Sort of glad you show up as mortal by leaving spare batteries behind- how I hate that and feel such a twerp when batteries run out. Wanted to know what you thought about the I phone pix in comparison. Look good this end.

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Charles September 17, 2012 at 1:49 pm

Very, very mortal! I did a bit of work on the iPhone pics but I do anyway. Reassuring to know they can be acceptable.

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Anne Wareham September 17, 2012 at 4:29 pm

It was great when you came back instead of staying away! Loved this post cos I’m in it (in absentia) and lots of toilets and ice creams, cake and a good DRAMA! Brilliant.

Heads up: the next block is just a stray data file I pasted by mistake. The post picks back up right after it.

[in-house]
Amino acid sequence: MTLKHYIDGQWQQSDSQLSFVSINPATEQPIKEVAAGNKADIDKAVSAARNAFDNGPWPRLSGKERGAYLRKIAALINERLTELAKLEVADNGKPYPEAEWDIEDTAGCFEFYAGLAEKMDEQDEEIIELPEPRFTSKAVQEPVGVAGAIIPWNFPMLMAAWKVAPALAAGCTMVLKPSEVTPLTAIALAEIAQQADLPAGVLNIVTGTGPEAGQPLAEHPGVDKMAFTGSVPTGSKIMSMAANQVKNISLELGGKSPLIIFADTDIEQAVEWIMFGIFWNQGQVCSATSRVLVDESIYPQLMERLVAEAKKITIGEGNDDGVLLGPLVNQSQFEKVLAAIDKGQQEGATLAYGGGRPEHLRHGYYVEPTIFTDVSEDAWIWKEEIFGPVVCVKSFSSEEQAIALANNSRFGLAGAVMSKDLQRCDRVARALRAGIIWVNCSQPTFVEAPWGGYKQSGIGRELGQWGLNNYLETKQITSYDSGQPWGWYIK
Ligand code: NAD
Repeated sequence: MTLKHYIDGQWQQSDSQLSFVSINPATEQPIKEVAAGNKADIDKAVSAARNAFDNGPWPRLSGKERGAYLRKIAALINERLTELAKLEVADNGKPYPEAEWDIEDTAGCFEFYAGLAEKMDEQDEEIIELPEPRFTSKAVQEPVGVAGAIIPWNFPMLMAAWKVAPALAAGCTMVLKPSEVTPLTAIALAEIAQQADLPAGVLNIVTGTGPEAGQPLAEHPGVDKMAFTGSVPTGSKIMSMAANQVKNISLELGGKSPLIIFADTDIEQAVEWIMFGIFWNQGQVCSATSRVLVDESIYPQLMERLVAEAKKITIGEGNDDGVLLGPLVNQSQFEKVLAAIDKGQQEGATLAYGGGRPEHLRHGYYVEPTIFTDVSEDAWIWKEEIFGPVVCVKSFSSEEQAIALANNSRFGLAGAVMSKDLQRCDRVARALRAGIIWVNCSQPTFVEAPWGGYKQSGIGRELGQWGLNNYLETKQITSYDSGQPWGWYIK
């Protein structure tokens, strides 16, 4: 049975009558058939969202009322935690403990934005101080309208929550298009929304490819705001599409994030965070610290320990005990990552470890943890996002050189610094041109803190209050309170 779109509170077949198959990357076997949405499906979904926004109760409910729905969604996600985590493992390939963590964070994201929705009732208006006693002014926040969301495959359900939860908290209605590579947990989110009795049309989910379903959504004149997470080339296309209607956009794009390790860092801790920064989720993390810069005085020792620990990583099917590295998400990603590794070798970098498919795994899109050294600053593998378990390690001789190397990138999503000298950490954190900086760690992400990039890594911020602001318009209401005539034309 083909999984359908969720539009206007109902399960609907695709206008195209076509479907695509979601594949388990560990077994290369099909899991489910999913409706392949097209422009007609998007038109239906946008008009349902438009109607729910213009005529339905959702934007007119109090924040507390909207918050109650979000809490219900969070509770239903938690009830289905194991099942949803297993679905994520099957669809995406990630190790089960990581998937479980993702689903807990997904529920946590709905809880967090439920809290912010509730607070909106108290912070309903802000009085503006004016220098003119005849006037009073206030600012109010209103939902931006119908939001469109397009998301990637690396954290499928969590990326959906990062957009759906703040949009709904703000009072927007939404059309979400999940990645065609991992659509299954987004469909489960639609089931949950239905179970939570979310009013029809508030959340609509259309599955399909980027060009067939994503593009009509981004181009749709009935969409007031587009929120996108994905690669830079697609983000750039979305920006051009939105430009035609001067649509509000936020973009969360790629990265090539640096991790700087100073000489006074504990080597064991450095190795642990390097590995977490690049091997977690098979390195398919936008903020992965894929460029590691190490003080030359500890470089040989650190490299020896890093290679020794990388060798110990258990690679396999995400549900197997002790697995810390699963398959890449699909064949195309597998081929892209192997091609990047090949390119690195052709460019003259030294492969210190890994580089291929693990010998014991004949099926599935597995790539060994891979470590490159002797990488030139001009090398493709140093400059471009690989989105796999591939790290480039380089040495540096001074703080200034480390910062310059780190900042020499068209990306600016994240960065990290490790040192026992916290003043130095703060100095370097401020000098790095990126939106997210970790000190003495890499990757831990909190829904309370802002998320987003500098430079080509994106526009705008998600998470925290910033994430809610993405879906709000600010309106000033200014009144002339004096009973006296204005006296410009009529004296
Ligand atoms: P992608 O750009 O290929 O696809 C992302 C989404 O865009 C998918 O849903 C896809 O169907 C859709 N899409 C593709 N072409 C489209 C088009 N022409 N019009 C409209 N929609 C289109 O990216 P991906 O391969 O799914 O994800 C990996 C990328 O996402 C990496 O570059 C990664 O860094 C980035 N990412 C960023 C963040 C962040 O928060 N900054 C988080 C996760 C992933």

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John September 20, 2012 at 4:27 pm

If he hadn’t come all the way home, he’d have slept in the car! All that separation anxiety! And he only mentions 50% of the possible toilets so scores low on that!

That’s three exclamation marks (had to go one better than you)! (OK, 4)

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Paul Steer September 17, 2012 at 5:22 pm

I too loved the drama….. will he catch that bus…. felt breathless with you ! Glad the bus driver stopped. If you are ever stuck in Gower again, give me a call.

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Sylvia Mawby June 2, 2013 at 3:42 pm

Great narrative and illustrations. Thanks for this. The good folk of Sandfields are quite nice when you get to know them!

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Charles June 2, 2013 at 4:23 pm

Thanks for the comment. I am sure they are! Hope you enjoy some of the other posts.

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Tracey September 18, 2014 at 12:50 pm

A lovely walk. I’ve done most of it but in two sections. The Gower is a great place.

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Copyright Charles Hawes (2012)